Scotland and Ireland then had guising.

It was immigrants (particularly from Ireland) who revived the celebration of Halloween in the States and started talking about 'Trick or treat' in the 20s.

familysizepack Sat 31-Oct-15 00:07:32

Definitely guising.

DS1 says he's going to call it trick or treat. I'm not.

I also make them do their 'turn'. 2 yo DS2 did twinkle twinkle last year. I'll no be able to stop him this year

prettybird Sat 31-Oct-15 09:31:48

Twas the Silverburn Tesco Extra.

The pumpkins in Sainsbury's were still good - although not that many of them left.

I have soooo much respect now for my mum for the patience she must have had to scoop out turnip lanterns (two of them - one for my brother too). I do vaguely remember her complaining about how tough it was, but I don't think I ever properly thanked her or appreciated the effort.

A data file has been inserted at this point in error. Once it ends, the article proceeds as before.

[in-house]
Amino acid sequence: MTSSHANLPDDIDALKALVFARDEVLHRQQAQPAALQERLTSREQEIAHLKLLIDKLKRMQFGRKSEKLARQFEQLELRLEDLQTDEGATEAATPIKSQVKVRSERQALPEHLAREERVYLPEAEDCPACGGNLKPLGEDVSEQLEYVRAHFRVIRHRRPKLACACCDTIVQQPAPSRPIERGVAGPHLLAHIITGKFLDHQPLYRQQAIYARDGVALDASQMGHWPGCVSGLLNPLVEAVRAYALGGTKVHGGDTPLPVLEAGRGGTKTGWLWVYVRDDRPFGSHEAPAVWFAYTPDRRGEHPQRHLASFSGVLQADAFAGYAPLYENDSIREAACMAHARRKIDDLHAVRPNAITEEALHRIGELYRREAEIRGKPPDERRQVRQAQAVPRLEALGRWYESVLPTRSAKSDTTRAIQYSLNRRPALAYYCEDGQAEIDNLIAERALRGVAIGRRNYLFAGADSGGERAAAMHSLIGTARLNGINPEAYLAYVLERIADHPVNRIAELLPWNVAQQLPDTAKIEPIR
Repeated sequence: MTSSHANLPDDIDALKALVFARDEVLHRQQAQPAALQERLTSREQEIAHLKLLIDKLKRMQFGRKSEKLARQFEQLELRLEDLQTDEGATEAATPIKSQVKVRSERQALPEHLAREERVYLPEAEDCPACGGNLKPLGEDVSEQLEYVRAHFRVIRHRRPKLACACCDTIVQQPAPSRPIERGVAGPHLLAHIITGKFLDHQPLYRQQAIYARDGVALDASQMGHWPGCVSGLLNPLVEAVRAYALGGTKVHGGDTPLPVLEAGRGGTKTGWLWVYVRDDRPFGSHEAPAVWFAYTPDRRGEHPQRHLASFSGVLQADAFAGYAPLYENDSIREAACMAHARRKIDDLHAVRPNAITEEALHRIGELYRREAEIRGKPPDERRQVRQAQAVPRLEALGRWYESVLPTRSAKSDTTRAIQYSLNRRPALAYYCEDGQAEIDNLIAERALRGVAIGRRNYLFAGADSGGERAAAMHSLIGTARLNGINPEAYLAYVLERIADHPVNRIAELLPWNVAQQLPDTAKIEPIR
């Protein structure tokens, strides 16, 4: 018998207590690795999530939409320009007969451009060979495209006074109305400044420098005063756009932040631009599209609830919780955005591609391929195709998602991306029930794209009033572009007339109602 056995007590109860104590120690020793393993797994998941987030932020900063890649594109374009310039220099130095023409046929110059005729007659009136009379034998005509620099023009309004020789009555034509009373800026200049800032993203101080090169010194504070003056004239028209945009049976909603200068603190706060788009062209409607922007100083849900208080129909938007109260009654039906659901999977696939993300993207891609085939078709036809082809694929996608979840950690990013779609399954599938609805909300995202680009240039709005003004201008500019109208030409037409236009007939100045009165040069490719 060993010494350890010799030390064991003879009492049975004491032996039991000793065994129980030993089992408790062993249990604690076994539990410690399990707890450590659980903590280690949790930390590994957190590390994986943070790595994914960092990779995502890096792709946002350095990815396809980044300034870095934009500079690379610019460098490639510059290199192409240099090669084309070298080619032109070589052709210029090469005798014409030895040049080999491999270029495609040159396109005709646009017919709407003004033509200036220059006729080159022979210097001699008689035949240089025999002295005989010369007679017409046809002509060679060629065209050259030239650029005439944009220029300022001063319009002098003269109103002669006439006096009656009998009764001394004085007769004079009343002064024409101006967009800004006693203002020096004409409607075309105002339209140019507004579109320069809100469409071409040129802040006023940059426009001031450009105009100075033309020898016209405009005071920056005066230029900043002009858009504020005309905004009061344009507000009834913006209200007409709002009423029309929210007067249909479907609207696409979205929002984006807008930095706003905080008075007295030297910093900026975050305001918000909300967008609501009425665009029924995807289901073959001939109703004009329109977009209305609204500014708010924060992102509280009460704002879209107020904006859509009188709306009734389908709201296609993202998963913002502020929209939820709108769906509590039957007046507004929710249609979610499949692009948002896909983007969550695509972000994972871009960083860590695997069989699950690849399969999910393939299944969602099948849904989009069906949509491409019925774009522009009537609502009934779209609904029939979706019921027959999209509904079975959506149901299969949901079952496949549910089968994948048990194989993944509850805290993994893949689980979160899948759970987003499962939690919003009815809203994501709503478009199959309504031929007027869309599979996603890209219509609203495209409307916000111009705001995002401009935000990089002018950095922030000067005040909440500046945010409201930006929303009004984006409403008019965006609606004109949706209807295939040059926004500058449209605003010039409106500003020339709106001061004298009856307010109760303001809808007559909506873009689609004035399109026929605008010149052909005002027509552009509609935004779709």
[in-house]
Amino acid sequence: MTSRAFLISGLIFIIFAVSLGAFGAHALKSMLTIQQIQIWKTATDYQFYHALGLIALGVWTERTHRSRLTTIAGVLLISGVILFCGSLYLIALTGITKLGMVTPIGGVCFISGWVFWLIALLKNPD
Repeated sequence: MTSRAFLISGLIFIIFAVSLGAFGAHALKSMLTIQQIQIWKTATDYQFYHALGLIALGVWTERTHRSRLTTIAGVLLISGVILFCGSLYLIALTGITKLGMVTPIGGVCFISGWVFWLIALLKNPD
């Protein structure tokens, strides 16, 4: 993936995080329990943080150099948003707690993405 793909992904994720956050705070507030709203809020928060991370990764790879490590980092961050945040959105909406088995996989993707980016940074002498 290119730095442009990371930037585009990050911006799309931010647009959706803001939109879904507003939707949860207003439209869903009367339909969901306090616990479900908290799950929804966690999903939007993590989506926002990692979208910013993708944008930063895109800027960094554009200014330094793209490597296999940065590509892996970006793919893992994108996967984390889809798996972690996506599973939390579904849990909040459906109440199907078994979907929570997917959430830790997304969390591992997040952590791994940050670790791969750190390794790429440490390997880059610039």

I live in the "big hooses" too, so some years we get no guisers, some years we get a few. Ds enjoys the left overs - he's too old now at 15 to go out.

ExasperatedAlmostAlways Sat 31-Oct-15 09:44:35

Nope no one around here says guiding, it's trick or treating luckily, I hate guising.

ExasperatedAlmostAlways Sat 31-Oct-15 09:44:53

*guising

mawbroon Sat 31-Oct-15 09:54:29

Guising for me too. My kids did pumpkins but I did a turnip. I used to get all annoyed re pumpkins, but I reckon if we'd had pumpkins here back in the day, we would have used them too.

HirplesWithHaggis Sat 31-Oct-15 13:58:11

Guising - offering entertainment in return for reward (cash, monkey nuts, satsumas, sweeties...)

Trick or treating - demanding money with menaces.

Why would you prefer the latter? confused

SenecaFalls Sat 31-Oct-15 14:09:04

It's the whining on MN every year about why we're importing American traditions, when said American traditions started with the Scots and Irish who emigrated there, not always with joy in their hearts either, that annoys me. Fgs, educate yourselves, people!